The Quest For Skyscraper

Targeting one specific buck is always a challenge. It is exponentially tougher to find success when doing this, rather than just trying to shoot a deer, or even a mature buck. During the 2013 Minnesota archery season, this is what I did, kind of. It wasn't the type of hunt your probably thinking of, I wasn't hunting a deer I had years of history with and was obsessed about. In fact, I didn't even know this particular buck existed. I always have multiple properties to hunt, and 2013 was no different. One of my properties I had permission on, I had to share with two other guys, and it was only a 40 acre parcel. We split it up into three sections, so I had roughly 13 acres to deal with. I didn't set foot into this property in the summer or early season. To be honest, before I even walked it, I had written it off. Besides the guys hunting the same property as me, there was an abundance of hunting pressure all around. I simply never gave it a chance. 

One late October morning, I happened to be driving by this property, and noticed a massive rub right along the road. I wasn't in a rush to get anywhere, and thought why not take a quick walk and throw up a trail camera. Everything started to change after this walk. There was more rubs and scrapes in a concentrated area than I could count. I quickly put up a camera and would check back in about a week. 

 After a quick scout, I knew I needed a trail camera in here.

After a quick scout, I knew I needed a trail camera in here.

After letting that camera sit for about a week, and with hardly rut action going on in other spots I was hunting, I was hoping to get a picture of something that made me want to hunt here. I had put the camera up over a series of scrapes, and thought it would be my best bet to get an inventory of the bucks in the area. What I wasn't expecting was to get a picture of a buck that made me change my goals so drastically. 

The second picture on the SD card made me have to catch my breath. At the time, it was the biggest buck I had ever gotten a trail camera picture of. I guessed the buck to be in the 160 inch area, and knew he was mature. What excited me even more was the fact the picture was taken only a mere fourteen minutes after legal shooting light. I was going to set up in a funnel area that I thought he would be using during daylight.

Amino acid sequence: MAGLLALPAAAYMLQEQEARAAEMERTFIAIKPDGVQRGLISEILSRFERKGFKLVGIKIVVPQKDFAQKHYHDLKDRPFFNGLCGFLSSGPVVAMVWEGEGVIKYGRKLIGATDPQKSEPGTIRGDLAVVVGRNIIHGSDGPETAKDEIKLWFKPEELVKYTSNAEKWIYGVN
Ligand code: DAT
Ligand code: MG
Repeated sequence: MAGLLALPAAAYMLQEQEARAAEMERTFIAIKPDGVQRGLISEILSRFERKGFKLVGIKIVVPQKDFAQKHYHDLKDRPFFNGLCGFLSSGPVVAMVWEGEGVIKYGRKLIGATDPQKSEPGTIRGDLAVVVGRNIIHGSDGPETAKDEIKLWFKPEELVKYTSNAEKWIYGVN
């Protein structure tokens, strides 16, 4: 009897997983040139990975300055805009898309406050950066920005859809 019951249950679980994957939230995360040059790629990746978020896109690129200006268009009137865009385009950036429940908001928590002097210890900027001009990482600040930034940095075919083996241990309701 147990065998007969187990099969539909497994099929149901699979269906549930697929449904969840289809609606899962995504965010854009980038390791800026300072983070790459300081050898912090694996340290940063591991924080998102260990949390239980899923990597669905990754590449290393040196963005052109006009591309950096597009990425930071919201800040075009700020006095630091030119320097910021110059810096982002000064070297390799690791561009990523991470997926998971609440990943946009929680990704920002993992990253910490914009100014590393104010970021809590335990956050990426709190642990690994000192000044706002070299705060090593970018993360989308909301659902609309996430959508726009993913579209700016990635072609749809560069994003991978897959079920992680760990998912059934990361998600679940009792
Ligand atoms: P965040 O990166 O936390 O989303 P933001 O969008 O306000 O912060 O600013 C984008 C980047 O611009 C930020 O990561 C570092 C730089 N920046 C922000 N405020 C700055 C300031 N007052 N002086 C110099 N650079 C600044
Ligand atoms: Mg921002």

The first and only picture of Skyscraper

The first and only picture of Skyscraper

Once getting this picture, I did something that I would never recommend to somebody, and didn't know if it would work for me. The stand I hung was so close to the road, I figured that if my wind was blowing the wrong way, the deer would suspect I was just a person out on the road. The parcel was located in a suburban neighborhood, so I could get away with hunting the same stand day after day. In fact, I sat that stand over fifteen straight sits. It was the only stand I hunted in November that year. I saw a lot of deer, and some good bucks, but the buck I named Skyscraper never showed. I had quickly become obsessed with the deer. It was like he knew I was hunting him. One day when I pulled up to my parking spot to hunt, a car pulled up next to me. "I saw a giant buck, right where you park your car, the other night" the guy told me. I knew he was still in the area, but could never lay eyes on him, and didn't get anymore pictures of him.

The month of December was brutally cold, and we got pounded with snow. It was hard to hunt most of the month. Towards the end of the month, on December 27th we had a warmup. It went from -35 degrees on the 25th to almost 40 degrees on the 27th. I knew with this drastic of a weather change, deer would be apt to move. And they did move, but not until the last few minutes of daylight. I noticed movement behind me, and three does popped out of a cedar thicket. There was a line of deer moving through this area, and at the end of the line was Skyscraper. It was tough to keep my composure together, I couldn't believe what was unfolding in front of me. I got my bow off the hanger, and as soon as he cleared a large maple tree, I drew my bow back and gave him a soft grunt. He stopped, broadside, and a I let my arrow fly. I knew I made a good shot, and after letting him sit for a couple hours, I made a successful recovery. 

There are so many lessons I learned that season. But if I had to pick just one, I would say that don't ever give up on your goals. If you work harder than you ever have before, and stay positive, only good things can happen. 

-Alex Comstock